California Highway Headlines for December 2014

userpic=roadgeekingThe end of the year, at last. I’m posting this during “shutdown” week — that period between Christmas and New Years when aerospace companies typically go on vacation for the week (and so I can take some time on the highway pages). Hopefully, you had a great 2014 with lots of safe travels and explorations of California’s highways. Here are some headlines from December related to those highways:

  • Willits bypass overrun at $64 million: Caltrans. Caltrans is seeking an additional $64 million to complete construction on a highway bypass around Willits, a project that has been beset by numerous delays and legal challenges from opponents who think the road is unnecessary and too environmentally damaging.
  • City Staff Selects Design Team for SoCal’s First Freeway Removal Project. It’s been named one of the top “Freeways Without Futures” in the nation and described as a “perfect example of obsolete infrastructure.” Its removal has been fought for by City Fabrick founder Brian Ulaszewski since 2010, long before the existence of Fabrick itself. It has been a blight on a neighborhood that sees some of the least amount of park space in the entire city. Nearly half a decade later, the project to remove a large portion of the Terminal Island (TI) Freeway in West Long Beach, after having gone out to bid in an RFP with an estimated bid value of $225K, has a team to take the project on: Meléndrez, y’know, the crew leading that tiny project known as the MyFigueroa project in LA and the Bixby Park re-design.
  • ‘Jackass’ star Steve-O cited for anti-SeaWorld stunt. “Jackass” star Steve-O has been charged with a traffic infraction for an anti-SeaWorld stunt in which he defaced a freeway sign in San Diego. The Los Angeles-based entertainer, whose full name is Stephen Gilchrist Glover, posted a YouTube video in August showing him climbing up the freeway sign to attach the word “sucks” after the words “Sea World.”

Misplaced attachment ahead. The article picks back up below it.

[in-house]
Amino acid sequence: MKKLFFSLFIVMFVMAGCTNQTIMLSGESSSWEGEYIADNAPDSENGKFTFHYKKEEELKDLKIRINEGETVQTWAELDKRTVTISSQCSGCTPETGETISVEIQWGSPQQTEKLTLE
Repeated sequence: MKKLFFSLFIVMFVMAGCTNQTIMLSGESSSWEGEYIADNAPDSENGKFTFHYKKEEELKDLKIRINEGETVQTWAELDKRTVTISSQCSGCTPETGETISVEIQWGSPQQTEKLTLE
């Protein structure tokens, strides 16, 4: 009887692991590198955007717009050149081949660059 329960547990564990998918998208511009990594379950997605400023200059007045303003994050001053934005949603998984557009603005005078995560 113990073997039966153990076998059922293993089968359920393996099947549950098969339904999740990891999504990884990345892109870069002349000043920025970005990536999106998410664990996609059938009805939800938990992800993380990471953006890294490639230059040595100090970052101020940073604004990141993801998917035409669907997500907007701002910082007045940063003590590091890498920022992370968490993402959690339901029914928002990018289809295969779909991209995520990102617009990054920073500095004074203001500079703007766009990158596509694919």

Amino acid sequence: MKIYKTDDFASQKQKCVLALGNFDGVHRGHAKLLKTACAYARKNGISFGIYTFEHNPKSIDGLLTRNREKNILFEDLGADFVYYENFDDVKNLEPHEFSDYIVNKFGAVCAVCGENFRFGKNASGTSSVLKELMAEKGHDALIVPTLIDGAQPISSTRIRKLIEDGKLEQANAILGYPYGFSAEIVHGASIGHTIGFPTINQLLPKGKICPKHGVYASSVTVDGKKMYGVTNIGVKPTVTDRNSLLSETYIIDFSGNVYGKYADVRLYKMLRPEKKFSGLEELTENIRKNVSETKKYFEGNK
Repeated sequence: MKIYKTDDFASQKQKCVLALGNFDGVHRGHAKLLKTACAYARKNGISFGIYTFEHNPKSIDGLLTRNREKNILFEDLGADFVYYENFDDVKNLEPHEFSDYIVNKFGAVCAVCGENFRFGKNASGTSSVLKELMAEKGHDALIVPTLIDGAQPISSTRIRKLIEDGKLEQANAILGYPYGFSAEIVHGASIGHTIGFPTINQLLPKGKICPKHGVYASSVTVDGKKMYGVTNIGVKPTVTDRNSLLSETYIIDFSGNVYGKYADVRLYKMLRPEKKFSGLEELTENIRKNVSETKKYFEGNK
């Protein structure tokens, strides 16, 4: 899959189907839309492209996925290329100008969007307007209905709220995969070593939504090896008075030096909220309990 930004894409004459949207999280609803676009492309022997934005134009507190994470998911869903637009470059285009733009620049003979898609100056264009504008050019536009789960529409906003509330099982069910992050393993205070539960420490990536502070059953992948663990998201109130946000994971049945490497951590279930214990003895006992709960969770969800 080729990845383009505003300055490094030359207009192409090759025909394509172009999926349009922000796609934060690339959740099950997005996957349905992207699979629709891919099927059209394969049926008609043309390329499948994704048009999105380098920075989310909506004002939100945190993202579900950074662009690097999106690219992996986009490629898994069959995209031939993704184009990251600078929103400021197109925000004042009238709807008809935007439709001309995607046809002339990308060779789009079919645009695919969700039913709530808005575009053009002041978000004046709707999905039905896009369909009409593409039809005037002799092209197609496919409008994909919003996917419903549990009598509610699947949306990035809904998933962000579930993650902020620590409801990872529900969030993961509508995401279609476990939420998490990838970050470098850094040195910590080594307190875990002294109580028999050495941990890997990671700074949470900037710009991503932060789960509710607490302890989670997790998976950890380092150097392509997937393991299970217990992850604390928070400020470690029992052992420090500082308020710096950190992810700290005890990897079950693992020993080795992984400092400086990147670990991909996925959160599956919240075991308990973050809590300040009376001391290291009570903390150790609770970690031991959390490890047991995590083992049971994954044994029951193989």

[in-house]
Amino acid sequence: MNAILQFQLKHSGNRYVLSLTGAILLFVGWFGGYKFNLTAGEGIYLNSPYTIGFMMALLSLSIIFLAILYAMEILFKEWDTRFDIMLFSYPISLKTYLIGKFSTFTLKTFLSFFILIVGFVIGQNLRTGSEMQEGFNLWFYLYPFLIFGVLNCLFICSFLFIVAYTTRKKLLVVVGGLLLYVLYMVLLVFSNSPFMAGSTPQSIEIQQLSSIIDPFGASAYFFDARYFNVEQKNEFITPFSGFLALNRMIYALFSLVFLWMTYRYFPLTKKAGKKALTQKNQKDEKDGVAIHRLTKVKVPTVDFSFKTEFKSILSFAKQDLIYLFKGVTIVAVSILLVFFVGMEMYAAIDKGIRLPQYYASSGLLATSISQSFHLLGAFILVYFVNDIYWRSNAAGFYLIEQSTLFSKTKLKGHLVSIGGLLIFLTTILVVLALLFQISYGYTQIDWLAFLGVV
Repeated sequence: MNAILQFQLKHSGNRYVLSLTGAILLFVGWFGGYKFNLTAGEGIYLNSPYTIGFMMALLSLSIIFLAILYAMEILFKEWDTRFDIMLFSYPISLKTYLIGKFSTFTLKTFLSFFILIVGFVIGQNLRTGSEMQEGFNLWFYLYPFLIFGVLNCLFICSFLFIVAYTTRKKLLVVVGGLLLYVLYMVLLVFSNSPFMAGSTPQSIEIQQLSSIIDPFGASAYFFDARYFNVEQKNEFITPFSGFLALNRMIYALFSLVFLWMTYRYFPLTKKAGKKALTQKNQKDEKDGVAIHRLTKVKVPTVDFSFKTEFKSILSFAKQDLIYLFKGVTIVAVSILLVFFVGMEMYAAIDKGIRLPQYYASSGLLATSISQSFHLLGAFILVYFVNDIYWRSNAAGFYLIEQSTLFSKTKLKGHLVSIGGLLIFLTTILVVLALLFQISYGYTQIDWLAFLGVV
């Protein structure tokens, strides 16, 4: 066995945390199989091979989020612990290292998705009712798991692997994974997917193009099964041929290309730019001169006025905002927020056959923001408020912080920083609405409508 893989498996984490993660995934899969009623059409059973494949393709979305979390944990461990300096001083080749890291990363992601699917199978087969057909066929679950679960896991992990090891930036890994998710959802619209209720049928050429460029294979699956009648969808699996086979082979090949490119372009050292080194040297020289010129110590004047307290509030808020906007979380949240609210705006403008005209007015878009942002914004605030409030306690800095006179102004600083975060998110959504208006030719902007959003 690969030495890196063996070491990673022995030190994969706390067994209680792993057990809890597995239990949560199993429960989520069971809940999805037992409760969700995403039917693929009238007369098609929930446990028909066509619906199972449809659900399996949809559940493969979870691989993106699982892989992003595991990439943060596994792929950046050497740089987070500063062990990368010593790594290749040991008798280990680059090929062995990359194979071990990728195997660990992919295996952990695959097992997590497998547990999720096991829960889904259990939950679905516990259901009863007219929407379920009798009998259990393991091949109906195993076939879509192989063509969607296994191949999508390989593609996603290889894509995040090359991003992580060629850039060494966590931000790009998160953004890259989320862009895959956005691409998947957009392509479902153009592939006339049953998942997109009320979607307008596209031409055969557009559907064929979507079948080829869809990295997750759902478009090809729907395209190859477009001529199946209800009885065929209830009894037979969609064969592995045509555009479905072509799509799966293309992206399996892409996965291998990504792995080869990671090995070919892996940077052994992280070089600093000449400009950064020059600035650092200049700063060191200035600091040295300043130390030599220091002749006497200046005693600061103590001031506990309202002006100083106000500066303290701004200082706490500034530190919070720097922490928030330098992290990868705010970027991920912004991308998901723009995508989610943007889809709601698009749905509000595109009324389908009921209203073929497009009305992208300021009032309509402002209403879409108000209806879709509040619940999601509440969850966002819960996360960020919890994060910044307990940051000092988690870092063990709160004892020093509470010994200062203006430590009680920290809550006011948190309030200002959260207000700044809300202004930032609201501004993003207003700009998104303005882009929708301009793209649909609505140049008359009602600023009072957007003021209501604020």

• 5 Freeway widening project still has 4 more years to go. It’s been a tough three years for those relying on the 5 Freeway between the Orange County border and the 605 Freeway or for those living or doing business in the area. And there’s still an estimated four years to go, Caltrans officials predict.
  • Caltrans holds ribbon cutting for new I-5 truck lane and freeway widening in Santa Clarita. Hundreds of thousands of motorists will now enjoy reduced congestion and enhanced safety on a segment of Interstate 5 in Santa Clarita thanks to the completion of a $67 million project by Caltrans and the Los Angeles County Metropolitan Transportation Authority (Metro) that has extended the southbound I-5 truck lane and added mixed-flow lanes in both directions in this heavily traveled corridor.
  • “Bay Lights” gets offer of permanence from bridge officials. Amid the gloom of gathering storm clouds Wednesday, some good news shone through for aficionados of the “Bay Lights,” the ever-changing art installation on the San Francisco end of the Bay Bridge. The bridge’s official overseers, the Bay Area Toll Authority, gave its blessing to a proposal to reinstall the lights — in time for the January 2016 Super Bowl — as a permanent fixture on the four-tower suspension span.
  • New Lane Opens on State Route 57; Completion Event on Dec. 22. In late November, commuters began to enjoy a more efficient commute on State Route 57 (SR-57) when a new 3-mile northbound general-purpose lane opened between Katella and Lincoln Avenues in Anaheim. The $41 million project is the final segment of the SR-57 Northbound Widening Project, and improves a vital north-south link in Orange County